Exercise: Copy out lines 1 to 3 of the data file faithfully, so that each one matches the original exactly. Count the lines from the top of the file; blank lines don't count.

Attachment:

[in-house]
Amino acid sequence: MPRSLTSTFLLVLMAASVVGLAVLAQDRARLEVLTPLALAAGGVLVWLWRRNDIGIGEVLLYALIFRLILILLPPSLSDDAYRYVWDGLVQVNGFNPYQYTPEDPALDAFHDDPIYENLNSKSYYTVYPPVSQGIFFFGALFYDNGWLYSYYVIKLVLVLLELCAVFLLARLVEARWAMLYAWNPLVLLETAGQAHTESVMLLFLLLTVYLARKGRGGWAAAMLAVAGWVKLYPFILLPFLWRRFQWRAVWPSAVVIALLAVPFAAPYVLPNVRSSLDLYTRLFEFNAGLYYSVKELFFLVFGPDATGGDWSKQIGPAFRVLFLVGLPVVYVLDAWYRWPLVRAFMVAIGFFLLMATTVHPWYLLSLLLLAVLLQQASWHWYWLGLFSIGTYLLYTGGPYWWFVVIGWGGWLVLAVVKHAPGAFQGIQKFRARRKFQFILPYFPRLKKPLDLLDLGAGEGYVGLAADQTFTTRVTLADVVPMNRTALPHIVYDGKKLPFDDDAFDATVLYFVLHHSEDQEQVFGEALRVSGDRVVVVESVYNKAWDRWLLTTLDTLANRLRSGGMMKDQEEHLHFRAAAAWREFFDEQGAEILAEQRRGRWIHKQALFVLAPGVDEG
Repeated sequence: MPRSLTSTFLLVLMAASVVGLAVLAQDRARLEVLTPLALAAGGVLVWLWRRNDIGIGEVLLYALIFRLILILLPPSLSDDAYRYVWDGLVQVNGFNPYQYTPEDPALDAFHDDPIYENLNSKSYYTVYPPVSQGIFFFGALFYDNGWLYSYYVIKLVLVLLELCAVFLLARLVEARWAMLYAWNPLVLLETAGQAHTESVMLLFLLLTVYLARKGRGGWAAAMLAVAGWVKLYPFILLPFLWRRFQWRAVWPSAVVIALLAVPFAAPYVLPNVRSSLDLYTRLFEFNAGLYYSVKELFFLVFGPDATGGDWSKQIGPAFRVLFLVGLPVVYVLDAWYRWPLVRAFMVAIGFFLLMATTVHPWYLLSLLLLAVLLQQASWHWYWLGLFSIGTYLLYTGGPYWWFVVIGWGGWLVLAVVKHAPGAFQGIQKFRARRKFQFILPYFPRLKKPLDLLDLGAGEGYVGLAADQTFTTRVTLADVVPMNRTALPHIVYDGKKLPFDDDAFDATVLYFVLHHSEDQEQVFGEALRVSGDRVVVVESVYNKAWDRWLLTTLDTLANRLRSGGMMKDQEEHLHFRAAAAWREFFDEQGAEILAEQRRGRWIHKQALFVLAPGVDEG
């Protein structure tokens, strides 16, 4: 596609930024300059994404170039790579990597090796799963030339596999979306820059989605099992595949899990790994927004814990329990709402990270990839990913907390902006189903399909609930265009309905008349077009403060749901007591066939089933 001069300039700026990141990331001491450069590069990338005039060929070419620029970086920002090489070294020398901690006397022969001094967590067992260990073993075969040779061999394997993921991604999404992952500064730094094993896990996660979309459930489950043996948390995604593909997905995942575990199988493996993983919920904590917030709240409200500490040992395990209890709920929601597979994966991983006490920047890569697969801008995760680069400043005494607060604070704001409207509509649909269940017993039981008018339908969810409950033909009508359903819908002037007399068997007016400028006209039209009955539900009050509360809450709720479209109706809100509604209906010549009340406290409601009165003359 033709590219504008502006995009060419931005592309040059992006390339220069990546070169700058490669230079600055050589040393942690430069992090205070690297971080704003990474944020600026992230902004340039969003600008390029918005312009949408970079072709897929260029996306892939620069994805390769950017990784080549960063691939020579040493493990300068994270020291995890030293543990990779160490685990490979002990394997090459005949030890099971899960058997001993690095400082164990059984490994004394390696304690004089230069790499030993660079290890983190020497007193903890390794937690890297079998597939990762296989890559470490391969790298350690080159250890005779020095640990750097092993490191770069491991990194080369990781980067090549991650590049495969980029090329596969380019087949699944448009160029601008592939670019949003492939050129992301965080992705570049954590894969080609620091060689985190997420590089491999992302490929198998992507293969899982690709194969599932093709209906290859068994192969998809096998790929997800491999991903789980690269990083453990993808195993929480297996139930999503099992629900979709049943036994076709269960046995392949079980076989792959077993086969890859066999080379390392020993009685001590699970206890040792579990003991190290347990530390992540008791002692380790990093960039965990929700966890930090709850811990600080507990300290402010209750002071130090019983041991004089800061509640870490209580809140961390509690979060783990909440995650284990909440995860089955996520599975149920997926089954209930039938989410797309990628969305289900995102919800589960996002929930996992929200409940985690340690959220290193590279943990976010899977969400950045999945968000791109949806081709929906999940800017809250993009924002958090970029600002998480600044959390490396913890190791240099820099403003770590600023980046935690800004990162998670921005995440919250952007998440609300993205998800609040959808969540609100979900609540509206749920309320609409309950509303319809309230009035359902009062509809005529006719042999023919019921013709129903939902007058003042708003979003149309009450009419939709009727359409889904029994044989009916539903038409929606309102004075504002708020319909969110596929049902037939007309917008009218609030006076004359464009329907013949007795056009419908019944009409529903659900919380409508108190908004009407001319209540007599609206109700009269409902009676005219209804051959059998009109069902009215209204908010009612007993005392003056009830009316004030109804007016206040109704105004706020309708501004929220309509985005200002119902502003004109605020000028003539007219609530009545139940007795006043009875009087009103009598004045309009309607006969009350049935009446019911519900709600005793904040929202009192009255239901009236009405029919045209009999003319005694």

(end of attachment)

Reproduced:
[in-house]
Amino acid sequence: MPRSLTSTFLLVLMAASVVGLAVLAQDRARLEVLTPLALAAGGVLVWLWRRNDIGIGEVLLYALIFRLILILLPPSLSDDAYRYVWDGLVQVNGFNPYQYTPEDPALDAFHDDPIYENLNSKSYYTVYPPVSQGIFFFGALFYDNGWLYSYYVIKLVLVLLELCAVFLLARLVEARWAMLYAWNPLVLLETAGQAHTESVMLLFLLLTVYLARKGRGGWAAAMLAVAGWVKLYPFILLPFLWRRFQWRAVWPSAVVIALLAVPFAAPYVLPNVRSSLDLYTRLFEFNAGLYYSVKELFFLVFGPDATGGDWSKQIGPAFRVLFLVGLPVVYVLDAWYRWPLVRAFMVAIGFFLLMATTVHPWYLLSLLLLAVLLQQASWHWYWLGLFSIGTYLLYTGGPYWWFVVIGWGGWLVLAVVKHAPGAFQGIQKFRARRKFQFILPYFPRLKKPLDLLDLGAGEGYVGLAADQTFTTRVTLADVVPMNRTALPHIVYDGKKLPFDDDAFDATVLYFVLHHSEDQEQVFGEALRVSGDRVVVVESVYNKAWDRWLLTTLDTLANRLRSGGMMKDQEEHLHFRAAAAWREFFDEQGAEILAEQRRGRWIHKQALFVLAPGVDEG
Repeated sequence: MPRSLTSTFLLVLMAASVVGLAVLAQDRARLEVLTPLALAAGGVLVWLWRRNDIGIGEVLLYALIFRLILILLPPSLSDDAYRYVWDGLVQVNGFNPYQYTPEDPALDAFHDDPIYENLNSKSYYTVYPPVSQGIFFFGALFYDNGWLYSYYVIKLVLVLLELCAVFLLARLVEARWAMLYAWNPLVLLETAGQAHTESVMLLFLLLTVYLARKGRGGWAAAMLAVAGWVKLYPFILLPFLWRRFQWRAVWPSAVVIALLAVPFAAPYVLPNVRSSLDLYTRLFEFNAGLYYSVKELFFLVFGPDATGGDWSKQIGPAFRVLFLVGLPVVYVLDAWYRWPLVRAFMVAIGFFLLMATTVHPWYLLSLLLLAVLLQQASWHWYWLGLFSIGTYLLYTGGPYWWFVVIGWGGWLVLAVVKHAPGAFQGIQKFRARRKFQFILPYFPRLKKPLDLLDLGAGEGYVGLAADQTFTTRVTLADVVPMNRTALPHIVYDGKKLPFDDDAFDATVLYFVLHHSEDQEQVFGEALRVSGDRVVVVESVYNKAWDRWLLTTLDTLANRLRSGGMMKDQEEHLHFRAAAAWREFFDEQGAEILAEQRRGRWIHKQALFVLAPGVDEG